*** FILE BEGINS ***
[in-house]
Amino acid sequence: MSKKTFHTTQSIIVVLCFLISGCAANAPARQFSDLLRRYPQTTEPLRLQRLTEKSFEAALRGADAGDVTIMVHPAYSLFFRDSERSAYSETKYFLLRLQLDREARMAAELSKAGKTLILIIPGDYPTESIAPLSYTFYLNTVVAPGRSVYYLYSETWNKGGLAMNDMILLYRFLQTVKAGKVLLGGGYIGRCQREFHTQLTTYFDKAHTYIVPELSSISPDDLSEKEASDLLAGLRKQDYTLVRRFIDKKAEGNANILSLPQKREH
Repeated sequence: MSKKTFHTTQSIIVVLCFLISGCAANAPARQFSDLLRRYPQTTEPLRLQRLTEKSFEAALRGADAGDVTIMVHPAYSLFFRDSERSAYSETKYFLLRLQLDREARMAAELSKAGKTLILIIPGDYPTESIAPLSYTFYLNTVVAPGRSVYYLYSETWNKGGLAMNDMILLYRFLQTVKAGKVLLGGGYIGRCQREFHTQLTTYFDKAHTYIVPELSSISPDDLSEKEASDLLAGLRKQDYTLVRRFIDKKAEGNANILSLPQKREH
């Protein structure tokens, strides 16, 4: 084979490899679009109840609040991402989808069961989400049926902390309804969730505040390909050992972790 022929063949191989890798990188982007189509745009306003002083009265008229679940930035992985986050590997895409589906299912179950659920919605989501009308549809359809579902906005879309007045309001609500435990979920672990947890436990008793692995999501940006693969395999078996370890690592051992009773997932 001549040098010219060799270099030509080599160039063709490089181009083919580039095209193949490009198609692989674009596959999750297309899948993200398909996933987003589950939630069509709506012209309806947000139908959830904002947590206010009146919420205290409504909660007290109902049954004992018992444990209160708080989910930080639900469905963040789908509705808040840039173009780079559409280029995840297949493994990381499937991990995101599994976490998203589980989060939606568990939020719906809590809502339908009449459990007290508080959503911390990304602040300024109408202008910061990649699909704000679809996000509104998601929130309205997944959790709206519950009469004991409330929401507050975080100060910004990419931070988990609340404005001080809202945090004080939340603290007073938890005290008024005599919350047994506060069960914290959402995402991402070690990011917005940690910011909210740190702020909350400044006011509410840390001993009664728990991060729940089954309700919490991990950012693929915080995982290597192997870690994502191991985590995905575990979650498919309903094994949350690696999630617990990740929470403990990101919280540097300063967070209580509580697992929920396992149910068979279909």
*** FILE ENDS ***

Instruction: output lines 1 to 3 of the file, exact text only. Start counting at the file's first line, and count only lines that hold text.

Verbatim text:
[in-house]
Amino acid sequence: MSKKTFHTTQSIIVVLCFLISGCAANAPARQFSDLLRRYPQTTEPLRLQRLTEKSFEAALRGADAGDVTIMVHPAYSLFFRDSERSAYSETKYFLLRLQLDREARMAAELSKAGKTLILIIPGDYPTESIAPLSYTFYLNTVVAPGRSVYYLYSETWNKGGLAMNDMILLYRFLQTVKAGKVLLGGGYIGRCQREFHTQLTTYFDKAHTYIVPELSSISPDDLSEKEASDLLAGLRKQDYTLVRRFIDKKAEGNANILSLPQKREH
Repeated sequence: MSKKTFHTTQSIIVVLCFLISGCAANAPARQFSDLLRRYPQTTEPLRLQRLTEKSFEAALRGADAGDVTIMVHPAYSLFFRDSERSAYSETKYFLLRLQLDREARMAAELSKAGKTLILIIPGDYPTESIAPLSYTFYLNTVVAPGRSVYYLYSETWNKGGLAMNDMILLYRFLQTVKAGKVLLGGGYIGRCQREFHTQLTTYFDKAHTYIVPELSSISPDDLSEKEASDLLAGLRKQDYTLVRRFIDKKAEGNANILSLPQKREH